The other morning I woke up wondering how much a visit to a hypnotist would cost. Because I can't remember what phrase William, my guide in Kakuma, said to mean "no problem." He said it so often and it was so him that I assumed I would have written it down. But it's not in my notes. Apparently he said it so often and it was so him that I thought I wouldn't have to write it down.
So, while writing about Kakuma, I had to decide whether it was important enough to follow up on. I decided it is. It matters. I'll have to send an email and ask, What is it that you say again? That means no problem?
Then I started to write a description of a coffee shop in Kakuma and I discovered that my notes on this, surprisingly, are pretty good. I've even got the color of the u-shaped platform seating--Caribbean blue. But when I started writing about that I discovered this detail didn't really matter.
(It does to me. I find it ironic that there's so much Caribbean blue in the desert, but when I tried to write that I found myself so lost in the Tangled Woods of Digression that I had to drop it. Ditto for the Splash Motel in Lodwar.)
Then I read a note from someone in my book club. This person said that she didn't finish last month's book (a memoir) because she heard the author say that in recreating a childhood scene she (the author) had made up the color of a dress. It was an easy memoir to put down, so there's that. But of course she made it up.
Anyone who has written or tried to write a memoir knows you have to find your own line in the sand: on this side, things that matter; on that side, things that don't matter. On the side of things that don't matter you might make up a color or a name or even a time of day. On the side of things that matter, you try to be truthful and hope for the best.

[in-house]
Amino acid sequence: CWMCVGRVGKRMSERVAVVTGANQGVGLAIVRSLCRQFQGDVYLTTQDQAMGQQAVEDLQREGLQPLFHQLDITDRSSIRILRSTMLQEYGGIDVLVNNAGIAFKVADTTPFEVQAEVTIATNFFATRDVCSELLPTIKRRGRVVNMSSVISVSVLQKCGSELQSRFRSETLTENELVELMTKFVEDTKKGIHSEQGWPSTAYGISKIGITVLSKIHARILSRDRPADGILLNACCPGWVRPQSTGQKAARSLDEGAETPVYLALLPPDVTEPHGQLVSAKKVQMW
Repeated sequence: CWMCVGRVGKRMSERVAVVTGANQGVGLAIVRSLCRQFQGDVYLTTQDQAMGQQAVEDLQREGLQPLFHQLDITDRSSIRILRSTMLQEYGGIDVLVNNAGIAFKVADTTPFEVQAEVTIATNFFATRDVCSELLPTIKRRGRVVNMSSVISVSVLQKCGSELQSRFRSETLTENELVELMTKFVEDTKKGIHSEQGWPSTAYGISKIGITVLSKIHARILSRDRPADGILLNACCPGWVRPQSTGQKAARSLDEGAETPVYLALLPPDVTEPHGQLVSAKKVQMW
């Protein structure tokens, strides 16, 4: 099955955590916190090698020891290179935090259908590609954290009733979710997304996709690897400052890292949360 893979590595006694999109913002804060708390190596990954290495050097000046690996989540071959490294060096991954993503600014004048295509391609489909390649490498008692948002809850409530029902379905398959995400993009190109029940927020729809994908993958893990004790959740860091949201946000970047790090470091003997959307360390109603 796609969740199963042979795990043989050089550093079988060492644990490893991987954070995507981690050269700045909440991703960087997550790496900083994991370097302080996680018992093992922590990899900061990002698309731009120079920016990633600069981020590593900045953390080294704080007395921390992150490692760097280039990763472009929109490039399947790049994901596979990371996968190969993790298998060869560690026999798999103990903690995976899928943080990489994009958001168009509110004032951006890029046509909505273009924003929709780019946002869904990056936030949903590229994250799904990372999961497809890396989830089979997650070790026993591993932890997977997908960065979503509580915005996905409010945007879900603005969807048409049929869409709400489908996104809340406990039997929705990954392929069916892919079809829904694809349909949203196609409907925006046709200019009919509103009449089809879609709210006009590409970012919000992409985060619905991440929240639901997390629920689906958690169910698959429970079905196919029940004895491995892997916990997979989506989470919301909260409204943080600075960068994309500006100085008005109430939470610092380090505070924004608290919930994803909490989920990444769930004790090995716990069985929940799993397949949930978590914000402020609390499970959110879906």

And yet the woman in my book club is very smart. Her opinion is probably shared by the majority. So it seems there's a disconnect between writers and readers.
Then, while I was pondering all this, a single scrap of paper, amidst all the detritus on my desk, floated to the top. It says: "Our literary opinions are so tangled with our emotions that your relationship with a particular book is a lot like your relationship with a sibling. It depends on what and how much you are willing to forgive." (I don't know where this quote is from, but it seems to be from a review of some sort.)
Then, while I was pondering that, I started wondering if you could substitute cultural for literary and whether or not it would still be true. I was wondering this because I was just involved in an unpleasant incident with a Somali parent, an incident much like the many incidents that I hear about shortly after someone has told me they hate Somalis and I ask why.
Then I decided that, when it comes to memoirs and Somalis, I am willing to forgive quite a lot but not everything.